Kate Palmer gives advice on your rights around parental leave over the long summer holidays.
As the school summer holidays are a matter of weeks away employers are likely to be inundated with requests for staff wanting time off to spend with their children. Whilst most employees will be familiar with their entitlement to paid annual leave, there can often become confusion around their right to unpaid leave during this time and it is important to have a firm grasp of this.
Some employees may believe that the statutory right to time off for dependants allows them to take an unrestricted amount of unpaid time off to care for their children during the school summer holidays. However, this is not the case. This right is in fact reserved for times of emergency, rather than pre-planned events, and in practice only allows for leave of one to two days.
However, there is the potential that some employees will be able to take a period of unpaid parental leave during the summer to look after their children. Employees have the ability to take up to 18 weeks of parental leave for the purposes of caring for a child under the age of 18. This right will apply in relation to each of the employee’s children and individuals will need to have at least one year’s continuous service with their current employer to qualify.
Parental leave can only usually be taken in one-week blocks unless it is required to care for a child who qualifies as disabled in which case it may be taken in blocks of a day. The legislation also allows for a maximum of four weeks’ leave per child to be taken during a particular year, which means this is unlikely to cover the duration of the entire school summer holidays. However, employers may choose to let staff take more than 4 weeks per year if they wish.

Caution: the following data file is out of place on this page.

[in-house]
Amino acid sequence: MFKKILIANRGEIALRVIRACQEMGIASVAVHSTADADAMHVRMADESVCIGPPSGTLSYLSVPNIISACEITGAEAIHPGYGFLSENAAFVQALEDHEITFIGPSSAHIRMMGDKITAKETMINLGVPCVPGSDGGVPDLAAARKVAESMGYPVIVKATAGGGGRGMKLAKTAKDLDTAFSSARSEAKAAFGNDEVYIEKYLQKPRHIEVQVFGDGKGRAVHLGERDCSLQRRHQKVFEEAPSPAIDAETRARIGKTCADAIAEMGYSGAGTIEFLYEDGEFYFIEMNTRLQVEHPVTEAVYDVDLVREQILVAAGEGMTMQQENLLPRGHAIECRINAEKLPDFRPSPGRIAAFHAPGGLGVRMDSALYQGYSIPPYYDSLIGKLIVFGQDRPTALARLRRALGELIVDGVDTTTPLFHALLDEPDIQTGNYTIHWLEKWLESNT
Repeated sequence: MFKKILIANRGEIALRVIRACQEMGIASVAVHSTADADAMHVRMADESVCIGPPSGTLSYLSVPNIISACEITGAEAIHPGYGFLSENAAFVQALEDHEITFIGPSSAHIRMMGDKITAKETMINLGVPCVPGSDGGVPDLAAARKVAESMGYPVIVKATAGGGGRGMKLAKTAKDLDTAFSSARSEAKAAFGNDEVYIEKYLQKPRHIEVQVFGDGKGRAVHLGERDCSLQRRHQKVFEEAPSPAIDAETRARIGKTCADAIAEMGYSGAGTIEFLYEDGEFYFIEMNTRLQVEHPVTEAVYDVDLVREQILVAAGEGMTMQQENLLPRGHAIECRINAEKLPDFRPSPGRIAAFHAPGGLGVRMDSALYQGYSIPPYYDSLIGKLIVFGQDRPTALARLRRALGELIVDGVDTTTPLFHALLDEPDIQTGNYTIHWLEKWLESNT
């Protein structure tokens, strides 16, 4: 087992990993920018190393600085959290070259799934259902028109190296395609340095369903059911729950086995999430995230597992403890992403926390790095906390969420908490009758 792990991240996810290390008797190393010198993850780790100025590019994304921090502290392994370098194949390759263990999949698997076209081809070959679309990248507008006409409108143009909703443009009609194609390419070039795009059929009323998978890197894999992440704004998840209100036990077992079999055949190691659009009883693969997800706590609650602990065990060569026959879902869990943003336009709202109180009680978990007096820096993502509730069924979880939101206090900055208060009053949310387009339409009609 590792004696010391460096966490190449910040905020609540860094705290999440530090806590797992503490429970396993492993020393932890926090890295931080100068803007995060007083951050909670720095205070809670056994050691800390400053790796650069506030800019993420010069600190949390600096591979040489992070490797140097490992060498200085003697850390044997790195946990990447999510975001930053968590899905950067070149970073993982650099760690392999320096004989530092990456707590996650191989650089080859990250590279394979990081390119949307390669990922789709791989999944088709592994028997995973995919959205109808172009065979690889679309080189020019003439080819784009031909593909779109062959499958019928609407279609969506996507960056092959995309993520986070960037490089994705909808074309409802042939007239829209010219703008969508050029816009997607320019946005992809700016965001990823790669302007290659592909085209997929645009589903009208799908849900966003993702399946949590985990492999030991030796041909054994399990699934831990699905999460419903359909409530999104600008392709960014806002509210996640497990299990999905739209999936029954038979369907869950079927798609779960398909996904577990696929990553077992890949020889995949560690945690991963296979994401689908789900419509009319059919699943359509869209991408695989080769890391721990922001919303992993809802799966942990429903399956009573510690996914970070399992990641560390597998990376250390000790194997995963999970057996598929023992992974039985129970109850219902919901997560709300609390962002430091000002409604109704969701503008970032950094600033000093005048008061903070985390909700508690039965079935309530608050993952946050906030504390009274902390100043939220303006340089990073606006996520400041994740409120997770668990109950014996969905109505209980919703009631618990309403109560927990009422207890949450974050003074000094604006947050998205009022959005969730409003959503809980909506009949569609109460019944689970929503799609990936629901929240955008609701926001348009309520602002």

When requesting parental leave an employee is required to provide at least 21 days’ notice. However, this does not necessarily guarantee that the leave will be granted. Employers have the ability to postpone requests for parental leave if they feel that business operations would be unduly disrupted by taking leave at the time requested. Any leave postponed must be taken within six months of the date the leave was originally requested.
Aside from these statutory rights, some employers may offer staff the ability to take additional unpaid leave for a number of circumstances, including to look after their children during the school summer holidays. As this is not a statutory requirement, it will not be guaranteed. Employers will be free to set their own rules on this and these are likely to be contained within any relevant workplace policy.
In summary, parental leave offers employees the best possibility of taking unpaid time off during the school summer holidays. When dealing with requests for parental leave, or for additional unpaid time off via their own workplace policy, employers should consider these with an open mind and try to ensure a favourable solution for all parties.
*Kate Palmer is Associate Director of Advisory at Peninsula which provides HR and health & safety support for small businesses.